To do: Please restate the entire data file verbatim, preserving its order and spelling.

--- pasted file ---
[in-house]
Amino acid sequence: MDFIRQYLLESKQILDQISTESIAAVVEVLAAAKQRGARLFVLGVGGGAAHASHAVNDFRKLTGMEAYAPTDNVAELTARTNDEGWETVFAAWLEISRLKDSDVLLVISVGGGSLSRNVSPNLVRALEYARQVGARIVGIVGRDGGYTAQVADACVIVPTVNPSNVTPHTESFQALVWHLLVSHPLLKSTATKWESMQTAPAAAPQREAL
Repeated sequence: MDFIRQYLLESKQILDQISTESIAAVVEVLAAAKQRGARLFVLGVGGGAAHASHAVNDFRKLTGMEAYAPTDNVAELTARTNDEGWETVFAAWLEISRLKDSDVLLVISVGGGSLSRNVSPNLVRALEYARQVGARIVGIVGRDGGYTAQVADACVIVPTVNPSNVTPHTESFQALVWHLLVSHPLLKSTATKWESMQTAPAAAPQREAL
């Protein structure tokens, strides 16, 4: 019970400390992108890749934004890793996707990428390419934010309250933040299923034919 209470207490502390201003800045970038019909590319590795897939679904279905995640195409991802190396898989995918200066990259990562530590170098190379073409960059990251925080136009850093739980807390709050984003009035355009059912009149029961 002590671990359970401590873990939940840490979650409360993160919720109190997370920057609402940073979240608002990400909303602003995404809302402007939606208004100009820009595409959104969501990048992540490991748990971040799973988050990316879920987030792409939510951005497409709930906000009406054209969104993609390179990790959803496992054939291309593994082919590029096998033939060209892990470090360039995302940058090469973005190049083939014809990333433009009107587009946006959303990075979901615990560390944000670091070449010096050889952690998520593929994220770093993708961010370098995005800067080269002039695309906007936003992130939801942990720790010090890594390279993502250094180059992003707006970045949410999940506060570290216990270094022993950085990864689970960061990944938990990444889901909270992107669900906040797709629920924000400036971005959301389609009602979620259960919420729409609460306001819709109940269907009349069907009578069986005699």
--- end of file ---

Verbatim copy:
[in-house]
Amino acid sequence: MDFIRQYLLESKQILDQISTESIAAVVEVLAAAKQRGARLFVLGVGGGAAHASHAVNDFRKLTGMEAYAPTDNVAELTARTNDEGWETVFAAWLEISRLKDSDVLLVISVGGGSLSRNVSPNLVRALEYARQVGARIVGIVGRDGGYTAQVADACVIVPTVNPSNVTPHTESFQALVWHLLVSHPLLKSTATKWESMQTAPAAAPQREAL
Repeated sequence: MDFIRQYLLESKQILDQISTESIAAVVEVLAAAKQRGARLFVLGVGGGAAHASHAVNDFRKLTGMEAYAPTDNVAELTARTNDEGWETVFAAWLEISRLKDSDVLLVISVGGGSLSRNVSPNLVRALEYARQVGARIVGIVGRDGGYTAQVADACVIVPTVNPSNVTPHTESFQALVWHLLVSHPLLKSTATKWESMQTAPAAAPQREAL
């Protein structure tokens, strides 16, 4: 019970400390992108890749934004890793996707990428390419934010309250933040299923034919 209470207490502390201003800045970038019909590319590795897939679904279905995640195409991802190396898989995918200066990259990562530590170098190379073409960059990251925080136009850093739980807390709050984003009035355009059912009149029961 002590671990359970401590873990939940840490979650409360993160919720109190997370920057609402940073979240608002990400909303602003995404809302402007939606208004100009820009595409959104969501990048992540490991748990971040799973988050990316879920987030792409939510951005497409709930906000009406054209969104993609390179990790959803496992054939291309593994082919590029096998033939060209892990470090360039995302940058090469973005190049083939014809990333433009009107587009946006959303990075979901615990560390944000670091070449010096050889952690998520593929994220770093993708961010370098995005800067080269002039695309906007936003992130939801942990720790010090890594390279993502250094180059992003707006970045949410999940506060570290216990270094022993950085990864689970960061990944938990990444889901909270992107669900906040797709629920924000400036971005959301389609009602979620259960919420729409609460306001819709109940269907009349069907009578069986005699």